July 14, 2009

What is a Whole Grain?

A whole grain food will generally contain more fiber per serving than a refined or processed grain. According to the Whole Grain Council, a whole grain product is a food that contains the essential parts and nutrients that occur naturally in grains (excluding the husk).

After the husk of a whole grain has been discarded, the three remaining parts of a whole grain are:

  1. The bran - outer layer that contains fiber, B vitamins, iron, zinc & other micronutrients
  2. The endosperm - middle layer and starchy carbohydrate component with a bit of other nutrients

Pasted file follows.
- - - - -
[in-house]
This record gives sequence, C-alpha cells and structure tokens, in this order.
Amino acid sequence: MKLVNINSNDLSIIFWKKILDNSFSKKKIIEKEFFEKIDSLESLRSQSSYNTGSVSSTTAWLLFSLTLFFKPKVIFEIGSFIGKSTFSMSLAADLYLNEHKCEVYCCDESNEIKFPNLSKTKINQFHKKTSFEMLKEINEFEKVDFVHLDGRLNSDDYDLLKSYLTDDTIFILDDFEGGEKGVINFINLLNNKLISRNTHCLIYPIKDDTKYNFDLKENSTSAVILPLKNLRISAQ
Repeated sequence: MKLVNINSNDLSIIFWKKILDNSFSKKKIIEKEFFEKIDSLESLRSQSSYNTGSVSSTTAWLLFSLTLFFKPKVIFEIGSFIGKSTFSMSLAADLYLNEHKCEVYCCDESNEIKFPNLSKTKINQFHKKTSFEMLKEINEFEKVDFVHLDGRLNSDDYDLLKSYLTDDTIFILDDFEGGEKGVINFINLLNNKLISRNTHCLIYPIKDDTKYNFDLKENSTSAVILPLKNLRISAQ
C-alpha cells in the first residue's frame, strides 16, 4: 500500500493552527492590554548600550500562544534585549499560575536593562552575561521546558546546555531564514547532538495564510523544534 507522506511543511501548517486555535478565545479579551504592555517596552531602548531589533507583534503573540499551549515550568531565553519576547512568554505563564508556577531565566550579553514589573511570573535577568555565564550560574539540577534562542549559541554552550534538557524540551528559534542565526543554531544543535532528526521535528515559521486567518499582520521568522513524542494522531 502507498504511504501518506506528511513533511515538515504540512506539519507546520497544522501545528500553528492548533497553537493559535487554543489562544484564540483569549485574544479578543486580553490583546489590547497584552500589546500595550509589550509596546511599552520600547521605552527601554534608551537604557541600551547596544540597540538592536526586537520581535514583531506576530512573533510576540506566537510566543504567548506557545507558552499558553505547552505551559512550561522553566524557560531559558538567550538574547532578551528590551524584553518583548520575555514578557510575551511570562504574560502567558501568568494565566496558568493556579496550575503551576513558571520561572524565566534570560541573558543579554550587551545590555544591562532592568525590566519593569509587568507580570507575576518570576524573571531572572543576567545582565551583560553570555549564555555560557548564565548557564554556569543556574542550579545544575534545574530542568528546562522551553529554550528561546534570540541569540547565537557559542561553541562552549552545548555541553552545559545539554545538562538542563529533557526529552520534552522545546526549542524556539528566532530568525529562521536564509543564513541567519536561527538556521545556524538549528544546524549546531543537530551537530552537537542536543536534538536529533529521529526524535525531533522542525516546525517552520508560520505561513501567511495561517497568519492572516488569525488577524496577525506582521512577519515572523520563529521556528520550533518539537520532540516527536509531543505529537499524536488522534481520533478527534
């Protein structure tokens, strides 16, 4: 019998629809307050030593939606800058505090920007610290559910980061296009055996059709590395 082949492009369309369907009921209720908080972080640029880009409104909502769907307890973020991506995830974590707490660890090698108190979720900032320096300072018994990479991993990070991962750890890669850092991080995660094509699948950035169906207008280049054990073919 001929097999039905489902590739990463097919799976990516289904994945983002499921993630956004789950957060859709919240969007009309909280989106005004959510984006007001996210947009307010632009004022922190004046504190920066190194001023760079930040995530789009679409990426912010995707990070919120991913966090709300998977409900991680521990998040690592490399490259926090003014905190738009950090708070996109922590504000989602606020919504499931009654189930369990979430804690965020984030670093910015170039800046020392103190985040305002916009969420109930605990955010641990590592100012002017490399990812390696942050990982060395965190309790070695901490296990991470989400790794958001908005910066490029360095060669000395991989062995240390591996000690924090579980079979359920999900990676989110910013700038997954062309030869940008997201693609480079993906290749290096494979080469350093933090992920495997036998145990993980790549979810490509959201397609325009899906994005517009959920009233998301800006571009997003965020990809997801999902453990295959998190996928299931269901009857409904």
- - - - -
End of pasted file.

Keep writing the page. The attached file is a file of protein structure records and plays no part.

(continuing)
3. The germ - innermost compartment with unsaturated fat, B vitamins and other vitamins & minerals

If you keep all three parts together - the bran, endosperm and germ - the ensuing product is a whole grain ingredient. Refined grain processing - which results in lower fiber products - discards the bran and the germ, keeping only the endosperm, and leading to a lower-fiber grain product.